Kara’s Flowers

I got together with a mentor of mine the other day. It’s always a love/hate experience. What I love about seeing my mentor is he expects and believes great things of me. What I don’t love about seeing my mentor is I’m never as far along as I want to be.

Sitting with him makes me desperately impatient with my lack of progress. It doesn’t matter the successes I’ve had, or the things that are going well…  Every time I meet with him, I drive away frantically thinking of short cuts or accelerators to get
me where I want to be.

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The feeling reminds me of when I was 14 and wanted to go to my friend’s house but my mother said she wouldn’t drive me. I was so dramatically impatient, I started making a construction paper chain (remember those)—a link for every day until I turned 16. Of course, I ran out of construction paper before it was complete, but the struggle was real.

Since life really is “about the journey,” this obsession I have with the “destination” causes a lot of angst. And in those moments, I’ve found the best way to deal with it is to remind myself of Kara’s Flowers.

The story of Kara’s Flowers is actually one I heard from my husband Michael. At first glance, the Kara’s Flowers story seems self-serving for Michael—because it requires Michael first tell the story of the punk band he started in high school where he was the lead singer and played bass. Their first few songs weren’t well received; with titles like “Artichoke” and “The Birth of Industrial America” (which was only an instrumental because they were too nervous to sing), it’s hard to imagine why…

However, they did get some airtime on the radio in San Diego with their smash hit, “Syphilis,” and eventually opened for Blink-182 and had women’s panties thrown at them onstage. (Bucket list check.) Sadly, the success was short lived; the band broke up when the boys went to college. One to Stanford, and the rest, including Michael, to UCLA.

It was during those UCLA nights out in Westwood that Michael and his buddies met the band Kara’s Flowers. Correction. They never actually met Kara’s Flowers—because no one wanted to meet Kara’s Flowers. Kara’s Flowers was one of the bands that played upstairs at the Westwood Brew Co. and everyone knew the bands that played upstairs at the Westwood Brew Co. weren’t worth listening to.

Kara’s Flowers was no exception. They were a sad little group of high school kids playing some strange pop/rock combo no one could get into. The lead singer was kinda weird looking with stark black hair, a long, pointy nose, big bushy eyebrows that looked like they might swallow his beady little eyes and a ridiculous falsetto voice that echoed through the empty, upstairs lounge.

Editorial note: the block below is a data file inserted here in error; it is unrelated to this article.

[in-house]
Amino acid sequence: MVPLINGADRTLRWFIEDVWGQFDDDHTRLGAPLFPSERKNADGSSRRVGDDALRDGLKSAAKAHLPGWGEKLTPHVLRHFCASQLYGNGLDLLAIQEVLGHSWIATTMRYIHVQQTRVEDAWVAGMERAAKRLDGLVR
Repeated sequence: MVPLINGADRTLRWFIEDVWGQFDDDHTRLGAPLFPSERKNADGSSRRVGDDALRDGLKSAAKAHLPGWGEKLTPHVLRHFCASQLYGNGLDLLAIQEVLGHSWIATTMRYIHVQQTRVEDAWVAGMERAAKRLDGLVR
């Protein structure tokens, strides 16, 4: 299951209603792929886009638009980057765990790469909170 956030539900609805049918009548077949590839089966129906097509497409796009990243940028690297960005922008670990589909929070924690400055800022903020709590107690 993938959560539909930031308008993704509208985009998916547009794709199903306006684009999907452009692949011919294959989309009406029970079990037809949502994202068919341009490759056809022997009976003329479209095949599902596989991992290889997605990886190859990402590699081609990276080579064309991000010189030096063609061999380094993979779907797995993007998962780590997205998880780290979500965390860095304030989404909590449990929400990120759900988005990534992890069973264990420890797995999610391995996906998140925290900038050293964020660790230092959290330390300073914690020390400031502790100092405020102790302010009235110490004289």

No fans, not even a random groupie went to hear Kara’s Flowers.

After a brutal hour or two, Kara’s Flowers would come down the narrow dive-bar stairs; carrying their equipment, elbowing their way through the indifferent crowds. Invisible. If Michael had taken the time to look Kara’s Flowers lead singer in his beady little eye, he might have seen a flash of desperate impatience… but Michael didn’t look; no one looked at Kara’s Flowers. And truthfully Michael should have forgotten about them completely.

However. One day, just a few years later, Michael unexpectedly encountered Kara’s Flowers again. Though not in a seedy college bar—this time he was driving down the Pacific Coast Highway with the windows open and the radio loud when he heard the unmistakable falsetto of Kara’s Flowers lead singer, only the band he was singing with wasn’t called Kara’s Flowers anymore. Intrigued, Michael Googled it and sure enough, Google responded with an image of the pointy-nosed, big-eye-browed singer Michael had ignored.

The singer’s name was Adam.

And Kara’s Flowers was now Maroon 5.

Maroon 5. If you were to ask me my favorite band, I’d answer Maroon 5. If you were to ask about my favorite workout music, I would answer Maroon 5. Favorite love song? The CD I listened to the most (when CDs is how we listened to music)? And favorite lead singer?… Adam Levine’s distinct look and falsetto is just fine by me.

I love when Michael tells the Kara’s Flowers story. Not just because I love Maroon 5, but because at the end of the story he says:

“I wish I would have gone upstairs and listened… because something really cool was happening up there.”

A group of guys with a dream, honing their craft, fighting impatience, journeying to their destination.

In that way, Kara’s Flowers gives me hope. On those days when I am tempted to turn construction paper into links I can cut off to indicate progress, I think about Adam and Kara. I think about all the people who, like me, are feeling the same desire to speed up the journey, to get to the destination faster. And not just in business or bands—people who are seeking fitness goals, or learning to cook, or when I watch my son try to take apart the teeny-tiny Legos that seem impossible to separate… all of those journeys that don’t have shortcuts. Just lots and lots of thankless nights doing the thing we’re trying to do, even though there’s not a groupie in sight.

As I drove away from the meeting with my mentor the other day, frustrated, Maroon 5 came on the radio. Now, it’d be easy to think that it was some cosmic sign—but it wasn’t.

Maroon 5 is ALWAYS on the radio.

I rolled my windows down, turned the music loud and reminded myself… “something really cool is happening here.” And I did my best to enjoy my journey home—which is probably what my mentor would have wanted me to do.